The spaces of the pauper, the prostitute, the criminal, the deviant, the foreigner, the wicked.
Lots of fictions about this in the later 19th Century: Dorian Gray, Jekyll and Hyde, Count Dracula- all moving through the secret spaces of the Imperial city
So what was the Victorian response to this crisis of seeing the unseeable city, measuring the immeasurable?
We can say there
two main ways
to try and see the city; to figure what exactly what was going in seeing the City.
On the one hand lots of official reports, investigations, surveys, articles. These are part of the trend for social investigation, social reform, philanthropy
On the other, in more imaginative, creating London by fictional forms, in stories, sketches, novels, newspaper reports.
(An echo of our original idea; from 'Above', from 'Below'
Edwin Chadwick, as Secretary of the Poor Law Commission, presented his
Inquiry into the Sanitary Conditions of the Labouring Population of Great Britain
, in 1842.
Chadwick employs two key forms of knowledge, of investigative proof, for his researches.
There is firstly a core of wide-ranging and voluminous
backed up by numerous eyewitness testimonies. Statistics was a fairly new discipline at the time, and Chadwick was an enthusiastic member of the London Statistical Society, set up in 1834. Chadwick's emphasis on pure number both underscores the objective 'reality' of his field of investigation, but also introduces an abstraction.
Secondly, a true picture of urban destitution is also attempted by using a
team of researchers, dispatched around the country, to provide eye-witness testimonies
. These are crucial because, as Chadwick argues, the 'picture is so shocking that, without ocular proof, one would be disposed to doubt the possibility of the facts' (Chadwick, 29).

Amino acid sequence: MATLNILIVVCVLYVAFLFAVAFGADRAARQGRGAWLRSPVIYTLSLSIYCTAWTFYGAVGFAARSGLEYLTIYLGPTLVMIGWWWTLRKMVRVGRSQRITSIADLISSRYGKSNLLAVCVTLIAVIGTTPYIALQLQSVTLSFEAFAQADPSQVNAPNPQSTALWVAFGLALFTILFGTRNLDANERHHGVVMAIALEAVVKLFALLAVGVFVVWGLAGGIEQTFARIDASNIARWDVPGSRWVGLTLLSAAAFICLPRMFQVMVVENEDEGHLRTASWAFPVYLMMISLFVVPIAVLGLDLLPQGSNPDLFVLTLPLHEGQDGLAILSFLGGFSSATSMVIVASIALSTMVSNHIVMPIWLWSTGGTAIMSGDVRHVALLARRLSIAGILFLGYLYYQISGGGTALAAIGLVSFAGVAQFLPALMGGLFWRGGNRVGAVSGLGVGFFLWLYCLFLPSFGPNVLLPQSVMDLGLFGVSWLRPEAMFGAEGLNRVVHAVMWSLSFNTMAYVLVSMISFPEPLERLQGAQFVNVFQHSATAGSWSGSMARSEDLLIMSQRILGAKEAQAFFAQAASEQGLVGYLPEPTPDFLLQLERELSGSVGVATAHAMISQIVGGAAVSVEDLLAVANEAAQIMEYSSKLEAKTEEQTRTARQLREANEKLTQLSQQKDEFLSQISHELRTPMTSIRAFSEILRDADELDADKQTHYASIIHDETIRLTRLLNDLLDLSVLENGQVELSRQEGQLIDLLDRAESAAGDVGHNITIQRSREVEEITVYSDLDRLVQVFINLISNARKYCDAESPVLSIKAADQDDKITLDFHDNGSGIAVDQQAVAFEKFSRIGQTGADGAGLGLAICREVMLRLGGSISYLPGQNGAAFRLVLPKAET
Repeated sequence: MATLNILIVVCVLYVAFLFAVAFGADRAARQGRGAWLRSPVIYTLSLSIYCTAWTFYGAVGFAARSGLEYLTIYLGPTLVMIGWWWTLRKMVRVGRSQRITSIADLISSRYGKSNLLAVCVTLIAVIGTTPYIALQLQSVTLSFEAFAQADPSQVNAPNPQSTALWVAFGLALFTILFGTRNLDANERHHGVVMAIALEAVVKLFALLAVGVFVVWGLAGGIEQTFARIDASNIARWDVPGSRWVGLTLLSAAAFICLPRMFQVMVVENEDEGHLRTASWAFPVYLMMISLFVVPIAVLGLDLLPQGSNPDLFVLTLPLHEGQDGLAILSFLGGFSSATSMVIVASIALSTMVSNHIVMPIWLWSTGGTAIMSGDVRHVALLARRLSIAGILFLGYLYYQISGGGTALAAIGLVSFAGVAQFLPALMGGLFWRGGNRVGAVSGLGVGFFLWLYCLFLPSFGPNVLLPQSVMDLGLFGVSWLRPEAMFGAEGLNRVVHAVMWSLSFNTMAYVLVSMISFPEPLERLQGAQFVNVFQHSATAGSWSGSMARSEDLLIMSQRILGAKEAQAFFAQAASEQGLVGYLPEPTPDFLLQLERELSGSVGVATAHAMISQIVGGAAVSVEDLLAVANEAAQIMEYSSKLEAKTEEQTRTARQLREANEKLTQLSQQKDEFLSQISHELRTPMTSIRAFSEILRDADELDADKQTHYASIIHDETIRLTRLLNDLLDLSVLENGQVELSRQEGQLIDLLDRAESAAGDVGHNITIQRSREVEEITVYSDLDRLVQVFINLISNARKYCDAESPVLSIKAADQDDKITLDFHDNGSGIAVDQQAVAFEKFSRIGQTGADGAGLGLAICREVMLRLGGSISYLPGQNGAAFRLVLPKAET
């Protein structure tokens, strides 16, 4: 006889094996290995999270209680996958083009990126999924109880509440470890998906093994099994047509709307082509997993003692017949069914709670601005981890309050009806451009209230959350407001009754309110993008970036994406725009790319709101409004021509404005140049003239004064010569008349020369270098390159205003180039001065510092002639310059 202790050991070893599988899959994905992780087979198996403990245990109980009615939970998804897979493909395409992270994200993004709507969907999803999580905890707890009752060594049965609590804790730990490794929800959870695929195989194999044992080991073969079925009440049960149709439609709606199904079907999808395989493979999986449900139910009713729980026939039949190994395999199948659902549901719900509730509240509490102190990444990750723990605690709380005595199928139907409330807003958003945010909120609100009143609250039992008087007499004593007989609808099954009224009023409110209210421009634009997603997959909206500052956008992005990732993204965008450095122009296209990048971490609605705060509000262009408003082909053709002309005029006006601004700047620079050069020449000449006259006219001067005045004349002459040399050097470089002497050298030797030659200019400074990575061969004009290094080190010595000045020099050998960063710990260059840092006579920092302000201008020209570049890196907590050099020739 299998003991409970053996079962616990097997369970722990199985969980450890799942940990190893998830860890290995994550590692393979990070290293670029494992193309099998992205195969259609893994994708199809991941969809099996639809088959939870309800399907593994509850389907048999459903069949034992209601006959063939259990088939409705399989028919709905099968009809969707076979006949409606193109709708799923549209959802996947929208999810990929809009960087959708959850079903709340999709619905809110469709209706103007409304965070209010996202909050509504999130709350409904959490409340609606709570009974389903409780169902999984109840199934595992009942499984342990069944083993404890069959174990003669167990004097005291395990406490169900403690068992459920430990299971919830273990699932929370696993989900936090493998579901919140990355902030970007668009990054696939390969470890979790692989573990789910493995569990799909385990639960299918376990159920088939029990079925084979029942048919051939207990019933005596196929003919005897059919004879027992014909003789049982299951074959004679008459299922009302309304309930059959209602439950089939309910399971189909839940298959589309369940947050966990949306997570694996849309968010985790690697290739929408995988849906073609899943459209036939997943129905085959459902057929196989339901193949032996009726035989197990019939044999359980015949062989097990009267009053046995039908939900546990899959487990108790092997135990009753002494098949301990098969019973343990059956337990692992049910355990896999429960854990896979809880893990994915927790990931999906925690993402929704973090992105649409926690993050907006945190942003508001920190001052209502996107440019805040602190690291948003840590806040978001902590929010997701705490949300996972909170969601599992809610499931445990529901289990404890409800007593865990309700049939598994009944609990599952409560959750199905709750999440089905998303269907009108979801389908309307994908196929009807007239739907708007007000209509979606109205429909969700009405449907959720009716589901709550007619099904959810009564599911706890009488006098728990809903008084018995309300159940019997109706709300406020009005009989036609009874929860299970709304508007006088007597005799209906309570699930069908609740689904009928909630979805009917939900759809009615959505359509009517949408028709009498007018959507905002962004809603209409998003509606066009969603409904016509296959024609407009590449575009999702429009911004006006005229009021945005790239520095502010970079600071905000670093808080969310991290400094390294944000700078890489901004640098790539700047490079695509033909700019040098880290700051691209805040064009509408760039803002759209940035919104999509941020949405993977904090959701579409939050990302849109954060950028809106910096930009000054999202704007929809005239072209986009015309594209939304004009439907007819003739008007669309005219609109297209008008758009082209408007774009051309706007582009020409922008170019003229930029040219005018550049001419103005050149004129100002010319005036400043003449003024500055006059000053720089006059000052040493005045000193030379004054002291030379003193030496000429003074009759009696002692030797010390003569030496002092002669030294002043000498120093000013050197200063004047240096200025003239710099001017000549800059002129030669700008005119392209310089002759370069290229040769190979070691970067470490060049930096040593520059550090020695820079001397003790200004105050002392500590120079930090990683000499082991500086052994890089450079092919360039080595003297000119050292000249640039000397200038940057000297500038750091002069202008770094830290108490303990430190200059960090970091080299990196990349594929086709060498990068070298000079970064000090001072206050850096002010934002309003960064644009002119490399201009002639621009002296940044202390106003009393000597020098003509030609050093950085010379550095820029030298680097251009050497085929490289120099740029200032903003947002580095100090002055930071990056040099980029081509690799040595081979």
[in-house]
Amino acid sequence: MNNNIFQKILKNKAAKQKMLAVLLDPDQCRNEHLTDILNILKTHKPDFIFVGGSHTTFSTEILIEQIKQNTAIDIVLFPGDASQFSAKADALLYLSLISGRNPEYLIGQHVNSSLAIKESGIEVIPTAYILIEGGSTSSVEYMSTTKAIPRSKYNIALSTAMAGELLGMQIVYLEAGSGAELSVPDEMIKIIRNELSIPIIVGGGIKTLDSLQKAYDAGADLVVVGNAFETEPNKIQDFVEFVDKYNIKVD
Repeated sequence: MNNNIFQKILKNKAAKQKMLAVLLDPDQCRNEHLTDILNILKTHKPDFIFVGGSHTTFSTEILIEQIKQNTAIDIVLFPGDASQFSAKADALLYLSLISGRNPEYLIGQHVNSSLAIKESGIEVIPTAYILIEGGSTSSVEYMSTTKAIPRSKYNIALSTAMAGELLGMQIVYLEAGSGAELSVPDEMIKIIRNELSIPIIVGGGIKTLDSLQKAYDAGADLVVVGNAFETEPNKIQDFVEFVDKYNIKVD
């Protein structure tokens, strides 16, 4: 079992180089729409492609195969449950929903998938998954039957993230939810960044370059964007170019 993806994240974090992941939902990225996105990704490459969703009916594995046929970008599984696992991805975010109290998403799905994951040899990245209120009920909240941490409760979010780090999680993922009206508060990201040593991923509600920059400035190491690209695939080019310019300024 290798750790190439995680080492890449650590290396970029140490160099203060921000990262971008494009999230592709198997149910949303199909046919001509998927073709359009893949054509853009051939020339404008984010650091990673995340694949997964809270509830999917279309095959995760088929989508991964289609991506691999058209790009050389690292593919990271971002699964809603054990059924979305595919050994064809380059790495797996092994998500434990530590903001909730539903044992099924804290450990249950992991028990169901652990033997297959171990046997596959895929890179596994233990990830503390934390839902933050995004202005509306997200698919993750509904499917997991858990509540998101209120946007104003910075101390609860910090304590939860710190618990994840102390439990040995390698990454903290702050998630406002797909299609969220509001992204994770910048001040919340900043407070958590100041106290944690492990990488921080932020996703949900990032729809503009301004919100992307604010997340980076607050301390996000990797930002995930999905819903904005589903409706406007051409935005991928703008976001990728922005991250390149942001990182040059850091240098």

By way of contrast, Henry Mayhew, in his extensive
London Labour and the London Poor
(1851), has a different emphasis in his analysis of the urban scene.
In his focus on the working poor he examines those sectors of the urban proletariat who circulate too freely around the spaces of the city; all the workers of the age. Rather than viewing the spaces of the slum as an unhealthy, dense, conglomeration, Mayhew sees the mass of poorer working class labourers as alarmingly peripatetic. T
hey get around and must be tracked.
The many categories of ‘costers’ he tabulates in his study, the numerous street-sellers and buyer of all kinds, are ‘
mostly hereditary wanderers’ he explains, ‘having been as it were born to frequent the public thoroughfares’
Mayhew, himself a tireless walking investigator and acute observer, sees danger in the uprootedness of the urban poor.
ohn Garwood's T
he Million Peopled City
wants to see the whole of London. His book is subtitled: 'one half of the people of London made known to the other half’. Garwood concentrates on five marginal social groups (including pensioners and 'destitute juveniles') in his desire to encompass the entirety of London.
The aim of the book, Garwood notes, is 'simply that the one class is not to live separate from, unmindful of, and without the benefit of the other' (4).
Charles Booth’s painstakingly detailed and comprehensive survey, L
ife and Labour of the People in London
, begun in the late 1880s, minutely mapped the economic status of London’s population onto its geography.
William Booth’s 1890 study of East End poverty, I
n Darkest England
. The East End of London, the worst and densest slums, around Whitechapel, are often marked as being a bit like Britain’ empire; as remote, alien, strange, full of foreigners, sometime exotic (Limehouse Chinatown). But the periphery is here, in London, and so much scarier. Hence the hysterical racism.
and Detective Fiction
As well as official reports and political reformers working with the poor of the slums, Literary and imaginative work is also key here.
If the slums and dark space of the capital cannot be seen then they must be imagined. We can see what kind of things are going on by using our imagination!